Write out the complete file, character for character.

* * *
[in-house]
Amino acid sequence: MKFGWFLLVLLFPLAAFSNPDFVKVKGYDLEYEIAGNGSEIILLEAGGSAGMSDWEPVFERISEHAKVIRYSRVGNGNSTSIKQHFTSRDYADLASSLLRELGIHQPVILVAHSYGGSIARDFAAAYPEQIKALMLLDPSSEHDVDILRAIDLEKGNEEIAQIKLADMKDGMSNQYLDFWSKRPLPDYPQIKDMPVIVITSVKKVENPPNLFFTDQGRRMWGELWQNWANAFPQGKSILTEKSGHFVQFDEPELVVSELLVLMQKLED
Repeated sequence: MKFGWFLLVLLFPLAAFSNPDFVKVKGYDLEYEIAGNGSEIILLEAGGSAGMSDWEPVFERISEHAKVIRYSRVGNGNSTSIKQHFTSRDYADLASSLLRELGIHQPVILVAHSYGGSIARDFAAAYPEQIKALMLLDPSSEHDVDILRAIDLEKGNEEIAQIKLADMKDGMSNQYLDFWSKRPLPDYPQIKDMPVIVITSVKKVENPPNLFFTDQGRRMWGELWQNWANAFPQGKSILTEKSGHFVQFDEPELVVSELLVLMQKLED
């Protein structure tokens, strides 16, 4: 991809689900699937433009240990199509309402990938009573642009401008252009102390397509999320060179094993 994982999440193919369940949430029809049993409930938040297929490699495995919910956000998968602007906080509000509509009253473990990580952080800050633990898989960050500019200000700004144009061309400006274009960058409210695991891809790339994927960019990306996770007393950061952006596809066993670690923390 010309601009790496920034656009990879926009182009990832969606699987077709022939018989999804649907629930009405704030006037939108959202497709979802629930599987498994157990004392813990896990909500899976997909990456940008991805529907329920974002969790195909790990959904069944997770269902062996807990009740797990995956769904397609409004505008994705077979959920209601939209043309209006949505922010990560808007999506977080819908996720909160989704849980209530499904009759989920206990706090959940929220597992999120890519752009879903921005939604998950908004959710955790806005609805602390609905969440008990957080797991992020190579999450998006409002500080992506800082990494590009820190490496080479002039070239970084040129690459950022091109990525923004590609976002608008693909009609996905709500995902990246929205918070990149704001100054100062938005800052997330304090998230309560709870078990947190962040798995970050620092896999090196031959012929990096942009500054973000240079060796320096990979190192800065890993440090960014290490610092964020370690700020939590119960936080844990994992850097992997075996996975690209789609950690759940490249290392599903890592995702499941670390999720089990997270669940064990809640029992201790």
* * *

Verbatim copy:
[in-house]
Amino acid sequence: MKFGWFLLVLLFPLAAFSNPDFVKVKGYDLEYEIAGNGSEIILLEAGGSAGMSDWEPVFERISEHAKVIRYSRVGNGNSTSIKQHFTSRDYADLASSLLRELGIHQPVILVAHSYGGSIARDFAAAYPEQIKALMLLDPSSEHDVDILRAIDLEKGNEEIAQIKLADMKDGMSNQYLDFWSKRPLPDYPQIKDMPVIVITSVKKVENPPNLFFTDQGRRMWGELWQNWANAFPQGKSILTEKSGHFVQFDEPELVVSELLVLMQKLED
Repeated sequence: MKFGWFLLVLLFPLAAFSNPDFVKVKGYDLEYEIAGNGSEIILLEAGGSAGMSDWEPVFERISEHAKVIRYSRVGNGNSTSIKQHFTSRDYADLASSLLRELGIHQPVILVAHSYGGSIARDFAAAYPEQIKALMLLDPSSEHDVDILRAIDLEKGNEEIAQIKLADMKDGMSNQYLDFWSKRPLPDYPQIKDMPVIVITSVKKVENPPNLFFTDQGRRMWGELWQNWANAFPQGKSILTEKSGHFVQFDEPELVVSELLVLMQKLED
């Protein structure tokens, strides 16, 4: 991809689900699937433009240990199509309402990938009573642009401008252009102390397509999320060179094993 994982999440193919369940949430029809049993409930938040297929490699495995919910956000998968602007906080509000509509009253473990990580952080800050633990898989960050500019200000700004144009061309400006274009960058409210695991891809790339994927960019990306996770007393950061952006596809066993670690923390 010309601009790496920034656009990879926009182009990832969606699987077709022939018989999804649907629930009405704030006037939108959202497709979802629930599987498994157990004392813990896990909500899976997909990456940008991805529907329920974002969790195909790990959904069944997770269902062996807990009740797990995956769904397609409004505008994705077979959920209601939209043309209006949505922010990560808007999506977080819908996720909160989704849980209530499904009759989920206990706090959940929220597992999120890519752009879903921005939604998950908004959710955790806005609805602390609905969440008990957080797991992020190579999450998006409002500080992506800082990494590009820190490496080479002039070239970084040129690459950022091109990525923004590609976002608008693909009609996905709500995902990246929205918070990149704001100054100062938005800052997330304090998230309560709870078990947190962040798995970050620092896999090196031959012929990096942009500054973000240079060796320096990979190192800065890993440090960014290490610092964020370690700020939590119960936080844990994992850097992997075996996975690209789609950690759940490249290392599903890592995702499941670390999720089990997270669940064990809640029992201790």